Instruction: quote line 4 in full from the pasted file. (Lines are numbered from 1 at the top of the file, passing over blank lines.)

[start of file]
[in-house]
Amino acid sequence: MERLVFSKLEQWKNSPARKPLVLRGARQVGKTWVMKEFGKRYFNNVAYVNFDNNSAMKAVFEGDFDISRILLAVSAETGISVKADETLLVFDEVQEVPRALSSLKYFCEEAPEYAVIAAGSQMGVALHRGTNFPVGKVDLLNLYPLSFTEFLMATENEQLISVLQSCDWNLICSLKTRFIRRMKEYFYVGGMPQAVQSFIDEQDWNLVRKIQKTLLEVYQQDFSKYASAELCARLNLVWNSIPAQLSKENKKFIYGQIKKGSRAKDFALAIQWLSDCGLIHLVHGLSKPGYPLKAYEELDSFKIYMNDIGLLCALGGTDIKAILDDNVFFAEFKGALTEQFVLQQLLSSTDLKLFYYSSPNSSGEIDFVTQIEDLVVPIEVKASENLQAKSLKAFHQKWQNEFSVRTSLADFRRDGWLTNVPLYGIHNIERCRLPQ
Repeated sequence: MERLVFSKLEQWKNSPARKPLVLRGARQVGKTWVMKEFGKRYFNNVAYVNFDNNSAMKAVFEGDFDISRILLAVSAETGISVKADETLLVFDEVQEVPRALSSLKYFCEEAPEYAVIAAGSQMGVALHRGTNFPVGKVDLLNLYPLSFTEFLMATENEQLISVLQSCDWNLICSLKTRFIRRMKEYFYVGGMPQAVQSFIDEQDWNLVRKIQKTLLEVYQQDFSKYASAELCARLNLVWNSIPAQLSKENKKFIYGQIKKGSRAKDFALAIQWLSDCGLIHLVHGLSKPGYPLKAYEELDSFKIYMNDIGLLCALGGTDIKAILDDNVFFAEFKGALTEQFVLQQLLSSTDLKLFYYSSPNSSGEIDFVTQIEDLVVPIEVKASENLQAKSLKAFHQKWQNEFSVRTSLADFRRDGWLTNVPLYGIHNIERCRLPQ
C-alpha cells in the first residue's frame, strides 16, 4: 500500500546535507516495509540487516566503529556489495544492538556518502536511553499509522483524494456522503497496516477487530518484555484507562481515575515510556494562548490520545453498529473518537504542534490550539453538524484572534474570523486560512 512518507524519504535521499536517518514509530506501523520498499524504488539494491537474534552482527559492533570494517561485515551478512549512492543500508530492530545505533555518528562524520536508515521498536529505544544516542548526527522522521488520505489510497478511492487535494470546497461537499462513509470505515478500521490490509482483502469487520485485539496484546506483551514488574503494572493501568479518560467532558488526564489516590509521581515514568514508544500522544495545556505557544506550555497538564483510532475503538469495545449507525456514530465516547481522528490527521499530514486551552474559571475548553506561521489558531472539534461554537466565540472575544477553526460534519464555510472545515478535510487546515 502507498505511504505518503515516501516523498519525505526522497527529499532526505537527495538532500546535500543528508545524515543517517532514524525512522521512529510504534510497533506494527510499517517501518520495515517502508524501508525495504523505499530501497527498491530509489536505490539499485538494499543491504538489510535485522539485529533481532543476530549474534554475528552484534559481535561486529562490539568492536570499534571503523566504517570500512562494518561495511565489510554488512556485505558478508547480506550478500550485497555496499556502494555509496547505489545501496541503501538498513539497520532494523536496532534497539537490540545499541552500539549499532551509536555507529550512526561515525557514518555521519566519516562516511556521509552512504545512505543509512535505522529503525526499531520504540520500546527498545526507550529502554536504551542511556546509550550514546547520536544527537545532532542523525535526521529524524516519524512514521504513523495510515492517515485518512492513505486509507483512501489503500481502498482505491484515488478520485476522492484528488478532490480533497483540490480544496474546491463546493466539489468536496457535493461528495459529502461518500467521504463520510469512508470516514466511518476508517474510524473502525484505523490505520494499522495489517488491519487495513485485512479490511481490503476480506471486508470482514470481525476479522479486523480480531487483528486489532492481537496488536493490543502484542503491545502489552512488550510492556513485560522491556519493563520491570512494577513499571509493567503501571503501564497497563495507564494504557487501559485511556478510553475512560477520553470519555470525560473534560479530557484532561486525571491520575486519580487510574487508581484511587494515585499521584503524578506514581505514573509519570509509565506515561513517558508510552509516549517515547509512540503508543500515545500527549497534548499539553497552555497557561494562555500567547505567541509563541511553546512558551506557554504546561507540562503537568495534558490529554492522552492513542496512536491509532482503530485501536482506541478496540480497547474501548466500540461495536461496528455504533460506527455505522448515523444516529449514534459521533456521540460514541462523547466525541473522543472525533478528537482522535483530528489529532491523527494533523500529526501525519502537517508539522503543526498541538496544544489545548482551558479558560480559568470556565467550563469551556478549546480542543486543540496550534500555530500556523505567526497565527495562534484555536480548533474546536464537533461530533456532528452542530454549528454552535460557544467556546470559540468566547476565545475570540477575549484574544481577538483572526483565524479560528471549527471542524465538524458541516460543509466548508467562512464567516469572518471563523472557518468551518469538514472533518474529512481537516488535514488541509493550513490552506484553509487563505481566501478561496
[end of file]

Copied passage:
C-alpha cells in the first residue's frame, strides 16, 4: 500500500546535507516495509540487516566503529556489495544492538556518502536511553499509522483524494456522503497496516477487530518484555484507562481515575515510556494562548490520545453498529473518537504542534490550539453538524484572534474570523486560512 512518507524519504535521499536517518514509530506501523520498499524504488539494491537474534552482527559492533570494517561485515551478512549512492543500508530492530545505533555518528562524520536508515521498536529505544544516542548526527522522521488520505489510497478511492487535494470546497461537499462513509470505515478500521490490509482483502469487520485485539496484546506483551514488574503494572493501568479518560467532558488526564489516590509521581515514568514508544500522544495545556505557544506550555497538564483510532475503538469495545449507525456514530465516547481522528490527521499530514486551552474559571475548553506561521489558531472539534461554537466565540472575544477553526460534519464555510472545515478535510487546515 502507498505511504505518503515516501516523498519525505526522497527529499532526505537527495538532500546535500543528508545524515543517517532514524525512522521512529510504534510497533506494527510499517517501518520495515517502508524501508525495504523505499530501497527498491530509489536505490539499485538494499543491504538489510535485522539485529533481532543476530549474534554475528552484534559481535561486529562490539568492536570499534571503523566504517570500512562494518561495511565489510554488512556485505558478508547480506550478500550485497555496499556502494555509496547505489545501496541503501538498513539497520532494523536496532534497539537490540545499541552500539549499532551509536555507529550512526561515525557514518555521519566519516562516511556521509552512504545512505543509512535505522529503525526499531520504540520500546527498545526507550529502554536504551542511556546509550550514546547520536544527537545532532542523525535526521529524524516519524512514521504513523495510515492517515485518512492513505486509507483512501489503500481502498482505491484515488478520485476522492484528488478532490480533497483540490480544496474546491463546493466539489468536496457535493461528495459529502461518500467521504463520510469512508470516514466511518476508517474510524473502525484505523490505520494499522495489517488491519487495513485485512479490511481490503476480506471486508470482514470481525476479522479486523480480531487483528486489532492481537496488536493490543502484542503491545502489552512488550510492556513485560522491556519493563520491570512494577513499571509493567503501571503501564497497563495507564494504557487501559485511556478510553475512560477520553470519555470525560473534560479530557484532561486525571491520575486519580487510574487508581484511587494515585499521584503524578506514581505514573509519570509509565506515561513517558508510552509516549517515547509512540503508543500515545500527549497534548499539553497552555497557561494562555500567547505567541509563541511553546512558551506557554504546561507540562503537568495534558490529554492522552492513542496512536491509532482503530485501536482506541478496540480497547474501548466500540461495536461496528455504533460506527455505522448515523444516529449514534459521533456521540460514541462523547466525541473522543472525533478528537482522535483530528489529532491523527494533523500529526501525519502537517508539522503543526498541538496544544489545548482551558479558560480559568470556565467550563469551556478549546480542543486543540496550534500555530500556523505567526497565527495562534484555536480548533474546536464537533461530533456532528452542530454549528454552535460557544467556546470559540468566547476565545475570540477575549484574544481577538483572526483565524479560528471549527471542524465538524458541516460543509466548508467562512464567516469572518471563523472557518468551518469538514472533518474529512481537516488535514488541509493550513490552506484553509487563505481566501478561496